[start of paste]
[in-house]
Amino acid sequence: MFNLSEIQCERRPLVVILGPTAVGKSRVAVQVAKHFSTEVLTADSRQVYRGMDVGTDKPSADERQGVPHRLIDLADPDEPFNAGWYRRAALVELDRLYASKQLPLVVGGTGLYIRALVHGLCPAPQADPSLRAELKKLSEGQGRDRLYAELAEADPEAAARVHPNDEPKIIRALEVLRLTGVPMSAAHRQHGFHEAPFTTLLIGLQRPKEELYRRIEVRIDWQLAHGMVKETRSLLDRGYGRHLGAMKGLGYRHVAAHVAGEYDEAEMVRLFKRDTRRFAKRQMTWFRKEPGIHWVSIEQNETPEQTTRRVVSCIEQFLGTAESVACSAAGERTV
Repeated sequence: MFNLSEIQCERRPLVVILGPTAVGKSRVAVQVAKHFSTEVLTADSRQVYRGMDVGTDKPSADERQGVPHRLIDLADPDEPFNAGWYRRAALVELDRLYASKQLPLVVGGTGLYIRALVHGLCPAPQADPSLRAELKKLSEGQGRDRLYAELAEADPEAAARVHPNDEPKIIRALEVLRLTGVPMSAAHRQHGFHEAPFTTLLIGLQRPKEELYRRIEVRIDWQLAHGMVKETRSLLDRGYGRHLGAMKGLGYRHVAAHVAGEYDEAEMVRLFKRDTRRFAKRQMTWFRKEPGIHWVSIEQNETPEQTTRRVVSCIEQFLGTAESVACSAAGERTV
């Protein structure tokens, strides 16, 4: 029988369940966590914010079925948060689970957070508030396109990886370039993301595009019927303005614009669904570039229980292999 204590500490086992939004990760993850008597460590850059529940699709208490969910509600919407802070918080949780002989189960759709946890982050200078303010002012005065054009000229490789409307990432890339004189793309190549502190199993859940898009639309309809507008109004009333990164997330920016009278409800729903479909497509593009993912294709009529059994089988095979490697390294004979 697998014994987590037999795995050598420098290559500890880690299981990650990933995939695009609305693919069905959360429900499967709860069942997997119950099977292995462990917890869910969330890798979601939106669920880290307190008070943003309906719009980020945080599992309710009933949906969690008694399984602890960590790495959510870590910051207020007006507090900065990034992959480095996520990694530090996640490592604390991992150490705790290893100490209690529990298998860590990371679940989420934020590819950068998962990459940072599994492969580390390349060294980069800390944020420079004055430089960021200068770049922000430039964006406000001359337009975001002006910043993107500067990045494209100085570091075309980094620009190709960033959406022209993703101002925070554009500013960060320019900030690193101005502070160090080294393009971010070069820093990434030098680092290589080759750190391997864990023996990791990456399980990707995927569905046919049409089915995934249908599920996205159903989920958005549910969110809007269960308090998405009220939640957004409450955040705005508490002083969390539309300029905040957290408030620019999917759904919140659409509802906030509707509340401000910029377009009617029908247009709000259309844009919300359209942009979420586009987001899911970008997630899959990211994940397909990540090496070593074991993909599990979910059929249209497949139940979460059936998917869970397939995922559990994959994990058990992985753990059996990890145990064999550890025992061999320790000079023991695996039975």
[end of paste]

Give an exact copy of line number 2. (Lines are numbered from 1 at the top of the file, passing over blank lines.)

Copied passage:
Amino acid sequence: MFNLSEIQCERRPLVVILGPTAVGKSRVAVQVAKHFSTEVLTADSRQVYRGMDVGTDKPSADERQGVPHRLIDLADPDEPFNAGWYRRAALVELDRLYASKQLPLVVGGTGLYIRALVHGLCPAPQADPSLRAELKKLSEGQGRDRLYAELAEADPEAAARVHPNDEPKIIRALEVLRLTGVPMSAAHRQHGFHEAPFTTLLIGLQRPKEELYRRIEVRIDWQLAHGMVKETRSLLDRGYGRHLGAMKGLGYRHVAAHVAGEYDEAEMVRLFKRDTRRFAKRQMTWFRKEPGIHWVSIEQNETPEQTTRRVVSCIEQFLGTAESVACSAAGERTV